Let's get one thing out of the way first. The last two nights on CNN (and the preceding iteration) were not a "debate." They were a bloody talent show all too similar to the Miss USA pageant, with just about as much relationship to reality, to merit, and/or to elections. Bluntly: Policy decisions are not made on a stage under lights in response to questions from marginally informed reporters whose primary job is to enhance network ratings. Neither, for that matter, are voting decisions… something that the thing on Drumpf's head demonstrated that it understood all too well in 2016. This wasn't even a three-penny opera; it lacked Macheath as a moderator, and in place of the Queen's intervention at the end we had "we've run out of time."
The fundamental problem with public charades of this nature is that reality doesn't present chief executives with problems that have neat, simple, boundaries and neat, simple, one-dimensional solutions… that don't overlap with anything else, that never require balancing of different priorities and side effects (anticipated or otherwise), that are never undermined by opposing personal interests (or institutional interests, let alone historical imperatives). No moderator has ever asked even so simple a follow-up question as this:
How would you implement a policy concerning the opioid crisis of addiction while simultaneously acknowledging the need for pain relief and low availability of continuing medical care in the regions most hurt by opioids?
And that doesn't even get into "OK, now how do you implement that in the face of strong moral objections from really noisy objectors, especially any in Congress?" or "OK, now how is it going to be paid for?" or "OK, what's your medical evidence that strategy could work?" All too often, the candidates were talking to themselves, running down prepared points of what they (and their handlers) wanted to hear instead of even engaging with difficulties… let alone opposing viewpoints.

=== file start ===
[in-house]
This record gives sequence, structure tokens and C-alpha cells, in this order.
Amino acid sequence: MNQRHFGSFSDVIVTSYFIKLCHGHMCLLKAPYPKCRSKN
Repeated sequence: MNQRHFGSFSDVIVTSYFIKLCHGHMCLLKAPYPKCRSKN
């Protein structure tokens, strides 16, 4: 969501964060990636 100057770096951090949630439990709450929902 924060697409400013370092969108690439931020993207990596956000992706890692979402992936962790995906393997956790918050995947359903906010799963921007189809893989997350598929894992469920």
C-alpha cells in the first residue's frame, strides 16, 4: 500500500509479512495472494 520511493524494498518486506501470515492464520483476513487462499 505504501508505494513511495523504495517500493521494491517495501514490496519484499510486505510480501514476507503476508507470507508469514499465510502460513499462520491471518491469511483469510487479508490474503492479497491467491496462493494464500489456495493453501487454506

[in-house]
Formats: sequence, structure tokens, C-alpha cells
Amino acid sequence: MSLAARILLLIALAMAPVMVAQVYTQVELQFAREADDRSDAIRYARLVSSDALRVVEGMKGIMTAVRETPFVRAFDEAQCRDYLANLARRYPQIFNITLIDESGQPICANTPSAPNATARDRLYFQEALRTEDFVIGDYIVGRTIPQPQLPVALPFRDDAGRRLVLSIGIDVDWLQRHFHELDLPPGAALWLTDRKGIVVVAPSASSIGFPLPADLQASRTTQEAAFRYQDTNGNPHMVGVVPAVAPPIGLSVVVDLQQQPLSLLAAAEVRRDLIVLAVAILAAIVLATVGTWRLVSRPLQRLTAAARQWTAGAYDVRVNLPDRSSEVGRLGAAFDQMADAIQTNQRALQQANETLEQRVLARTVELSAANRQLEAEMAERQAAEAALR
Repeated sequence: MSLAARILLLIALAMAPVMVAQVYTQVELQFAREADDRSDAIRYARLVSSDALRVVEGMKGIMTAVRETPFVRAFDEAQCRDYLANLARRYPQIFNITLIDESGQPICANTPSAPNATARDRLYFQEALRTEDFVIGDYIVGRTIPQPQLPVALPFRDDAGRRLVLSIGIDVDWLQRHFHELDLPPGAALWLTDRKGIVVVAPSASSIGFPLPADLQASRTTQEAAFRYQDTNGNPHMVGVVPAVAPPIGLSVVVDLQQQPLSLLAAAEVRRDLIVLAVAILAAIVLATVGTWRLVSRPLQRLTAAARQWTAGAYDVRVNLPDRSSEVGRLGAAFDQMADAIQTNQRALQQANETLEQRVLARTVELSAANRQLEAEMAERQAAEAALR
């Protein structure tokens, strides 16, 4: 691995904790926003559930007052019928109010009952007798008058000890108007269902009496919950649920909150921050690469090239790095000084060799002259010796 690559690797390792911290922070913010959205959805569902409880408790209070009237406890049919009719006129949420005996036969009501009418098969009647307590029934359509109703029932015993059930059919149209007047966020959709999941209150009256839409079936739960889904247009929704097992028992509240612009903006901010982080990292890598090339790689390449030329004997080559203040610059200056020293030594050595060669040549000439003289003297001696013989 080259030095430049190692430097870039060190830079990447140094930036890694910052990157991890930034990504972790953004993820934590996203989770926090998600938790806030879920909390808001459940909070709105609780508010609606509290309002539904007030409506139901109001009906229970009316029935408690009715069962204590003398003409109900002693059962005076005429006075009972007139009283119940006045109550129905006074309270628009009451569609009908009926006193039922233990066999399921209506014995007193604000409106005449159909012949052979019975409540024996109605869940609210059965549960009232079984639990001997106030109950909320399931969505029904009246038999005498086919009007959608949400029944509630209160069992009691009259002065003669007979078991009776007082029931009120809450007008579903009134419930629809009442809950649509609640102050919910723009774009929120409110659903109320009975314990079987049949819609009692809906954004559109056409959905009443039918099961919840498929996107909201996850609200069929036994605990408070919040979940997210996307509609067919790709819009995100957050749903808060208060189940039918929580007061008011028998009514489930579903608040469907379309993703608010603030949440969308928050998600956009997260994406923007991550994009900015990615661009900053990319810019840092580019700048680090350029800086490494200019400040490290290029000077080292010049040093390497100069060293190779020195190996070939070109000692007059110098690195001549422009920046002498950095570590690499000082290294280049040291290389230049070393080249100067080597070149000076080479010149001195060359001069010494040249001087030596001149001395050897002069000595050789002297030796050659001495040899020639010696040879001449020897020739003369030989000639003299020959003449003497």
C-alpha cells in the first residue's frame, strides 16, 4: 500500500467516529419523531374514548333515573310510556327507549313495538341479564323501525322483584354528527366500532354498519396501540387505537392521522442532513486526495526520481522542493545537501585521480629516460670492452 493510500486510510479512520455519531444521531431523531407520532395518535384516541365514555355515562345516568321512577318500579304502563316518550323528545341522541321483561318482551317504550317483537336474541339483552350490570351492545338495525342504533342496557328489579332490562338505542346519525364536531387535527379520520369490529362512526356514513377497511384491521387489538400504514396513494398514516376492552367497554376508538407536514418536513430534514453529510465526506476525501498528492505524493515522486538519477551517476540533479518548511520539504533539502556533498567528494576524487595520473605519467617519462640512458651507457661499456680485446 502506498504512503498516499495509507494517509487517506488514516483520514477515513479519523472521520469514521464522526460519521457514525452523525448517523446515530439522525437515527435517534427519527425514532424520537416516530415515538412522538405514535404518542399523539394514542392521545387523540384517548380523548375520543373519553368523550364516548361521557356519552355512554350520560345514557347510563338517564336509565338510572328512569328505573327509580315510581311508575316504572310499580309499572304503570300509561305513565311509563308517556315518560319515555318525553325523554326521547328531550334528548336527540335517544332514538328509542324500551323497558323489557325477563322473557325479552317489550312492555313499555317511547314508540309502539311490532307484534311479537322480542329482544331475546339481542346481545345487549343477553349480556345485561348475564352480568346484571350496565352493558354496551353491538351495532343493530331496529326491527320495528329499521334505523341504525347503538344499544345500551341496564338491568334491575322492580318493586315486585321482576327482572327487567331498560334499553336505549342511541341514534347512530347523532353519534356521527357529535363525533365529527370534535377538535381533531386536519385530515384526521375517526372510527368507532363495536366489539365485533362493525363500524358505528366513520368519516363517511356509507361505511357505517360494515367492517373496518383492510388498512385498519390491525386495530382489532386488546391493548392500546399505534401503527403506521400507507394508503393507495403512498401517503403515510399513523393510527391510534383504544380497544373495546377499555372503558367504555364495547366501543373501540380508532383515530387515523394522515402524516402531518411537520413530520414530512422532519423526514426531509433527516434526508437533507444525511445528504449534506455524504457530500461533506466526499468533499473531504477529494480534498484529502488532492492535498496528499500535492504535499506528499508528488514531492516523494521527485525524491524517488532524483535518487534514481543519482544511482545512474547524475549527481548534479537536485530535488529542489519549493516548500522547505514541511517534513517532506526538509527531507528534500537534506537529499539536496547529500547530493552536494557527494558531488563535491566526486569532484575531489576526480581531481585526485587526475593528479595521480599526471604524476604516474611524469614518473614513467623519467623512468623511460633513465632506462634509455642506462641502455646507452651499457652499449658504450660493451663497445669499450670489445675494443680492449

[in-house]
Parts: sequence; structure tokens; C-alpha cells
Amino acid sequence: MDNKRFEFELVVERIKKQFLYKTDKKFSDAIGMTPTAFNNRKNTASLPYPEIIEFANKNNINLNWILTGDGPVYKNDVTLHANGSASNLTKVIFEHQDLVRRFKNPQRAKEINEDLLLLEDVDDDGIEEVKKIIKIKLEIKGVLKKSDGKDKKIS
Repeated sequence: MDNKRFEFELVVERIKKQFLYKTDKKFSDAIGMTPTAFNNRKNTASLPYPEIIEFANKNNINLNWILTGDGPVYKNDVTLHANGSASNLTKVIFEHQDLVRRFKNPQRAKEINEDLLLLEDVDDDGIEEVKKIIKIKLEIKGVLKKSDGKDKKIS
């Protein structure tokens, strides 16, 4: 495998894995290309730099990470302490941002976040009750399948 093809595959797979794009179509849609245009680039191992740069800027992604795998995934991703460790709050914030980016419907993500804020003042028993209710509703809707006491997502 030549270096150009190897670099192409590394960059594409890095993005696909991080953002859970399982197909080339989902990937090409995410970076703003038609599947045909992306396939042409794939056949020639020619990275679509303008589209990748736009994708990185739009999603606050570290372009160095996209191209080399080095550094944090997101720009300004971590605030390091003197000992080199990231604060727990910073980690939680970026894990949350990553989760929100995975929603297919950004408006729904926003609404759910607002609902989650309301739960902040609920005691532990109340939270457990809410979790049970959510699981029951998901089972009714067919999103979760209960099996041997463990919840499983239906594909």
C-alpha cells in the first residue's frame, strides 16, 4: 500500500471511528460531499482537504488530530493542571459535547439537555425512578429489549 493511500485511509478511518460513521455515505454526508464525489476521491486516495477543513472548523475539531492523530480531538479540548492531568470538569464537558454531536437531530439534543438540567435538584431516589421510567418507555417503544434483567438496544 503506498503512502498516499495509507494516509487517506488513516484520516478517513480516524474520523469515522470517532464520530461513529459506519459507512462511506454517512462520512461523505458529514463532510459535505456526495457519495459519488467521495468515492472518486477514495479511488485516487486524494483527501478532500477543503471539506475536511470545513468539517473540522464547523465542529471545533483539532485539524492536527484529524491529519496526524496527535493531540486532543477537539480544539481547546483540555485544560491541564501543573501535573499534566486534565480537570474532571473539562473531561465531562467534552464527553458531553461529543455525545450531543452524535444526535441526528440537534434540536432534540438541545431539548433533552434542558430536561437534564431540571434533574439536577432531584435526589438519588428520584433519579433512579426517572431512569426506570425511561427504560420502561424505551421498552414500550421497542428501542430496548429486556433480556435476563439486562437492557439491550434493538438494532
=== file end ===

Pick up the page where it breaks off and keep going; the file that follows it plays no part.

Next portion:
Worse, though, is this possibility — a question that, so far as I've been able to determine, has not been asked of a presidential candidate in a public debate since they were first telecast over half a century ago:
This is a follow-up to the previous question. [An outside force of some kind] absolutely prevents you from implementing that policy. Tell me how you would respond.
Because Napoleon was an optimist. It is not just "the enemy" that kills off plans — it is reality. An unexpected hurricane or earthquake that results in lots of orthopedic and soft-tissue injuries, for example, putting additional stress on the medical system while also increasing the demand for long-term pain relief, would be an obvious possibility, and is precisely the sort of thing that actually faces chief executives.
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I am carefully refraining from comment about how Boris the Spider is trying to demonstrate that Anglophone executives "elected" through a combination of voter suppression, voter deception, and restricted voting populations invariably turn into clowns, when they weren't clowns to start with. Except, of course, this one.